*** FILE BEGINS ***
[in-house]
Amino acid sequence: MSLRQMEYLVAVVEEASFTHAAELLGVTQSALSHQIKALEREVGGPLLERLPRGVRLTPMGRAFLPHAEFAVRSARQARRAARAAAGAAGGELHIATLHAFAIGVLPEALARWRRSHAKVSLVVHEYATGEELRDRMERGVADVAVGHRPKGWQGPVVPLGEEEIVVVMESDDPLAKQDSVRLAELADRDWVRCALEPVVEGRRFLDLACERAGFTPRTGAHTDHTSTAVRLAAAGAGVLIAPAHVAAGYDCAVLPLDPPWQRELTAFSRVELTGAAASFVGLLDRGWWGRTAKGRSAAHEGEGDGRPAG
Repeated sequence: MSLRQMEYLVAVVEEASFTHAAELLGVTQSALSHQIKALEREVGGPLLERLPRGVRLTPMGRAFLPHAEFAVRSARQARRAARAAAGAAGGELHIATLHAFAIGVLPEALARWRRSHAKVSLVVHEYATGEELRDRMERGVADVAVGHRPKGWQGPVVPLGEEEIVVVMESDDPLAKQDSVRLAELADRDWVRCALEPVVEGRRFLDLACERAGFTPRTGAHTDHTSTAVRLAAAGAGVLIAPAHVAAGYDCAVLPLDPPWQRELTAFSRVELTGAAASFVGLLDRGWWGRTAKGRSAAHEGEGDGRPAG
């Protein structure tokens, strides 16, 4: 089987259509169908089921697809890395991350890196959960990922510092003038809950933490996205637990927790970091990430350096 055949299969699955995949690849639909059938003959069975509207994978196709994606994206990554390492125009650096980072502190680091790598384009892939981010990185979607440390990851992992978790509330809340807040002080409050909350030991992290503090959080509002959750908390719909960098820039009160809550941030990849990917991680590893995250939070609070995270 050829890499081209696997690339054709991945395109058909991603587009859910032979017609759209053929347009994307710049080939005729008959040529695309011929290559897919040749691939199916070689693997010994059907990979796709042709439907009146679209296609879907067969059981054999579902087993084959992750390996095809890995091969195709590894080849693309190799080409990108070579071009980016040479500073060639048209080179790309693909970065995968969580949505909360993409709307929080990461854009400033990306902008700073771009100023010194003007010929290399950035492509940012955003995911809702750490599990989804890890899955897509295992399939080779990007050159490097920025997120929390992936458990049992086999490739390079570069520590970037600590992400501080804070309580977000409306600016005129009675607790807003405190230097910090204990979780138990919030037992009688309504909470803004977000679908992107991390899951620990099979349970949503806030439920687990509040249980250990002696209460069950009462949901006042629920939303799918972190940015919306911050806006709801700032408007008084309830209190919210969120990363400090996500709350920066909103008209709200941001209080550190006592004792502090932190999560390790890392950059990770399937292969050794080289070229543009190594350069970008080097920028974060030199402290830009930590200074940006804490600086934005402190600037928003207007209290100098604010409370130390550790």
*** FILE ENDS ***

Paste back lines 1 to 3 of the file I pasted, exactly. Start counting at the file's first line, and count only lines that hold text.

[in-house]
Amino acid sequence: MSLRQMEYLVAVVEEASFTHAAELLGVTQSALSHQIKALEREVGGPLLERLPRGVRLTPMGRAFLPHAEFAVRSARQARRAARAAAGAAGGELHIATLHAFAIGVLPEALARWRRSHAKVSLVVHEYATGEELRDRMERGVADVAVGHRPKGWQGPVVPLGEEEIVVVMESDDPLAKQDSVRLAELADRDWVRCALEPVVEGRRFLDLACERAGFTPRTGAHTDHTSTAVRLAAAGAGVLIAPAHVAAGYDCAVLPLDPPWQRELTAFSRVELTGAAASFVGLLDRGWWGRTAKGRSAAHEGEGDGRPAG
Repeated sequence: MSLRQMEYLVAVVEEASFTHAAELLGVTQSALSHQIKALEREVGGPLLERLPRGVRLTPMGRAFLPHAEFAVRSARQARRAARAAAGAAGGELHIATLHAFAIGVLPEALARWRRSHAKVSLVVHEYATGEELRDRMERGVADVAVGHRPKGWQGPVVPLGEEEIVVVMESDDPLAKQDSVRLAELADRDWVRCALEPVVEGRRFLDLACERAGFTPRTGAHTDHTSTAVRLAAAGAGVLIAPAHVAAGYDCAVLPLDPPWQRELTAFSRVELTGAAASFVGLLDRGWWGRTAKGRSAAHEGEGDGRPAG